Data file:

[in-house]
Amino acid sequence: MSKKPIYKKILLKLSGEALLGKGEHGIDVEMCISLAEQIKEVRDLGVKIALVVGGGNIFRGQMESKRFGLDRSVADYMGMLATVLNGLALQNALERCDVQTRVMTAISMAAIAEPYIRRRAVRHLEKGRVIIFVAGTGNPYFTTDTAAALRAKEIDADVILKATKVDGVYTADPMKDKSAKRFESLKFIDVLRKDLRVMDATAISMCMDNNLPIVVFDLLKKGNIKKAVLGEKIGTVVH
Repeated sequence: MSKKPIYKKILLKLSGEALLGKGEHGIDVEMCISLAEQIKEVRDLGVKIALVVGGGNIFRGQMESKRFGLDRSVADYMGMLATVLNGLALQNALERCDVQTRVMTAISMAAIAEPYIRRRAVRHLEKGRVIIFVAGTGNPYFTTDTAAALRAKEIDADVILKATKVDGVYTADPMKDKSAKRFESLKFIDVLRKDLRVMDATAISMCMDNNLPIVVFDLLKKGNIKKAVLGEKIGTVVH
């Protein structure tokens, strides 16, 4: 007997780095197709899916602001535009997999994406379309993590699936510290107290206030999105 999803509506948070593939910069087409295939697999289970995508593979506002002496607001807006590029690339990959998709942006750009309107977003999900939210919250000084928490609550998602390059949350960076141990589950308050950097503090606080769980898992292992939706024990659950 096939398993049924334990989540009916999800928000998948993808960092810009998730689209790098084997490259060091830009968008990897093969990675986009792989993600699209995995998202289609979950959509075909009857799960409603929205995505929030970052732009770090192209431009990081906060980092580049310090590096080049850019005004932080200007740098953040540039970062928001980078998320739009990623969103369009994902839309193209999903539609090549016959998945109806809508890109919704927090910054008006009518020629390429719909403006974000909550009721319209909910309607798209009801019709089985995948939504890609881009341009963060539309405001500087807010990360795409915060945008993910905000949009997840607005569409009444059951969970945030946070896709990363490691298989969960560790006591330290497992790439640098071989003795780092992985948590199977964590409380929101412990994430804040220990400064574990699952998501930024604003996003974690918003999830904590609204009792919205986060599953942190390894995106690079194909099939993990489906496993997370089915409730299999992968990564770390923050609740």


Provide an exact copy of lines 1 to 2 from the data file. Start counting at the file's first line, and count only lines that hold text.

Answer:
[in-house]
Amino acid sequence: MSKKPIYKKILLKLSGEALLGKGEHGIDVEMCISLAEQIKEVRDLGVKIALVVGGGNIFRGQMESKRFGLDRSVADYMGMLATVLNGLALQNALERCDVQTRVMTAISMAAIAEPYIRRRAVRHLEKGRVIIFVAGTGNPYFTTDTAAALRAKEIDADVILKATKVDGVYTADPMKDKSAKRFESLKFIDVLRKDLRVMDATAISMCMDNNLPIVVFDLLKKGNIKKAVLGEKIGTVVH